The effect of stress and anxiety on your skin
The effect of stress and anxiety on your skin
NiceDay blog: The effect of stress and anxiety on your skin

Stress and anxiety start in your brains, but they have strong effect on your body too. Palpitations, sweating, a rushed feeling: these are all physical experiences we associate with stress or anxiety. But did you know that they can also have a huge effect on your skin? According to research, stress and anxiety can worsen existing skin conditions like acne or psoriasis, or even cause them.

Stressful times

In research done on 101 people that have psoriasis disease, half of the people stated that the disease arose during a stressful time in their lives. About two thirds of the group stated that their symptoms worsened when they felt a higher pressure. 

Another study on female medical students in Saudi Arabia indicates that stress had a major impact on the increase or worsening of their acne.

While in the medical world, psychology for the mind and dermatology for the skin are seen as two separate parts, they do influence each other. Dermatologist and Professor Francisco Tausk, from the University Medical Center at Rochester, explains how this works.

The physical effect of stress

When you experience a stressful situation, whether you are late for an exam or you are in danger, your body produces chemicals. The chemical that your body produces is norepinephrine, which causes your heart to pound and your muscles to tighten for the fight or flight response. But, these chemicals have a nasty side effect: they also produce molecules that cause inflammation. These inflammations can cause psoriasis or acne.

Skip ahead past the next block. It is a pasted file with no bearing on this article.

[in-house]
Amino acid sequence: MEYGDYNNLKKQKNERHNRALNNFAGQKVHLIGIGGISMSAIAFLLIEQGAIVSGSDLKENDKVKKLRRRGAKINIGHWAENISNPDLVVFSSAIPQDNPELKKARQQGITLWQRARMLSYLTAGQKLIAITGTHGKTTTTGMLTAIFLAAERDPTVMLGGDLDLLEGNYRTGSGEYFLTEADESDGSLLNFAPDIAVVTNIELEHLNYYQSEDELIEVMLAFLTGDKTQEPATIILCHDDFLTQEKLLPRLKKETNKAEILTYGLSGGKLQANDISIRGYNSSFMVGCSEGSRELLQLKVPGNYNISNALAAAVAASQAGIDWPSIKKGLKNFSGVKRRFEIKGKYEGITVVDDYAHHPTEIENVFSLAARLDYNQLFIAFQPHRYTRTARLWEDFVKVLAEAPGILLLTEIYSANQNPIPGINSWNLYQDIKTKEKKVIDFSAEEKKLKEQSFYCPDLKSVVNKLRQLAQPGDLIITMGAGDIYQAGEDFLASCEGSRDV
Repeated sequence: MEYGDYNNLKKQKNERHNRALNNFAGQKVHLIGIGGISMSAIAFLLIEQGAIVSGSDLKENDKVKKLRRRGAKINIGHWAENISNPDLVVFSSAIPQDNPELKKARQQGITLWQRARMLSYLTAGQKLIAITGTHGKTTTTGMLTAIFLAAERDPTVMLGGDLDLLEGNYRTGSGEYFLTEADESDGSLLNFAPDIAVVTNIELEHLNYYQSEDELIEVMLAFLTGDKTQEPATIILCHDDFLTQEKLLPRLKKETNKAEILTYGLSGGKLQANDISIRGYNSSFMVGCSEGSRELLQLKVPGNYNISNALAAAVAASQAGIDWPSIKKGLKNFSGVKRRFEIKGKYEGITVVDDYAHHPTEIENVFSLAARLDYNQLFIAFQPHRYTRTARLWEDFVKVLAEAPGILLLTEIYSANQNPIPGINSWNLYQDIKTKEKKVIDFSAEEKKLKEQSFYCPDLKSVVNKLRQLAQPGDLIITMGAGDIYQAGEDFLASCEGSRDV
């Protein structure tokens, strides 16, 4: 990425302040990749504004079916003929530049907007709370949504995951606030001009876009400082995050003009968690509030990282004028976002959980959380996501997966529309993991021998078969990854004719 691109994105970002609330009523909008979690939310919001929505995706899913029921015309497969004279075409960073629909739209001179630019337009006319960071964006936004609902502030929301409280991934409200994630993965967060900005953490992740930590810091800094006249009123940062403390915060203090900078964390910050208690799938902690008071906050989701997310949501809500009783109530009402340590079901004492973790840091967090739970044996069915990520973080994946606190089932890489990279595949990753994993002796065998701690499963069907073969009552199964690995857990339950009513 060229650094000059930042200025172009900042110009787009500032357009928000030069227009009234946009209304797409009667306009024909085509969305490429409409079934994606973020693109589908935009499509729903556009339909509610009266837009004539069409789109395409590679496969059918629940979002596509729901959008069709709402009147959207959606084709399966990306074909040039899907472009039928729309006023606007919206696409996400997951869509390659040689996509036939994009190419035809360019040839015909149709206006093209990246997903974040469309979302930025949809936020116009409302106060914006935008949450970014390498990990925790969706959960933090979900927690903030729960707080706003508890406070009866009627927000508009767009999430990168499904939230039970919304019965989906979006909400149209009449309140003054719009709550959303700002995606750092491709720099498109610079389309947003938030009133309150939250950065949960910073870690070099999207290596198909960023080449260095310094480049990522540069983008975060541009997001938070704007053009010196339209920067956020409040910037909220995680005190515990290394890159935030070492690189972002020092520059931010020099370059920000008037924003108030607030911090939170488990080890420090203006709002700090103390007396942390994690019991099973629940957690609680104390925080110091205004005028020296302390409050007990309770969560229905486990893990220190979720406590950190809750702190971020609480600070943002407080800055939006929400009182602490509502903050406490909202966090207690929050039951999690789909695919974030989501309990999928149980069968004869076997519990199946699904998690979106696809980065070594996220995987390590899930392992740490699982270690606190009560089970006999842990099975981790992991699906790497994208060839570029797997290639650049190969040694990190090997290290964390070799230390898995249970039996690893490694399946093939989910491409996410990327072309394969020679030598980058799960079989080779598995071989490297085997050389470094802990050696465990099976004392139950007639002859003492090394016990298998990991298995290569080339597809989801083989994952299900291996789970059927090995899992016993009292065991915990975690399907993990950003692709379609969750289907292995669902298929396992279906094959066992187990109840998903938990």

The cortisol hormone can be a helping hand. It stops the stress reaction and decreases inflammation. However, during stressful situations this hormone is torn down. People that have psoriasis or acne already have a lower cortisol level and cannot produce enough of it to combat the consequences. The inflammation gets worse and your sebaceous glands produce more and more oils. The result? A worsening of the skin condition.

Mood swings

On the other hand, skin problems often cause mood swings. Teens with acne have low self-esteem or are being bullied. Adults with psoriasis are ashamed for their skin and fear that no one dares to touch them. Sometimes it even makes them avoid social gatherings. Beside, some medication for skin problems has a side effect of depressive feelings. This way stress and skin diseases continue to reinforce each other and you end up in a vicious circle.

What can you do?

When you manage to tackle one of these problems you can break the vicious circle you’re in. You can go to a dermatologist to tackle your skin problems, but you can also start with your mind. Professor Tausk often advises his patients to start with mindfulness, yoga or meditation. Below you can find several blogs to help you make a head start:

When your skin problems arise from depression or anxiety, it can help to start with cognitive behavioral therapy. Visit your doctor for a referral.

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Faye van Spijk

Hi! I'm a curious communicator, I love animals and like to spend my days discovering new stories, people or worlds.

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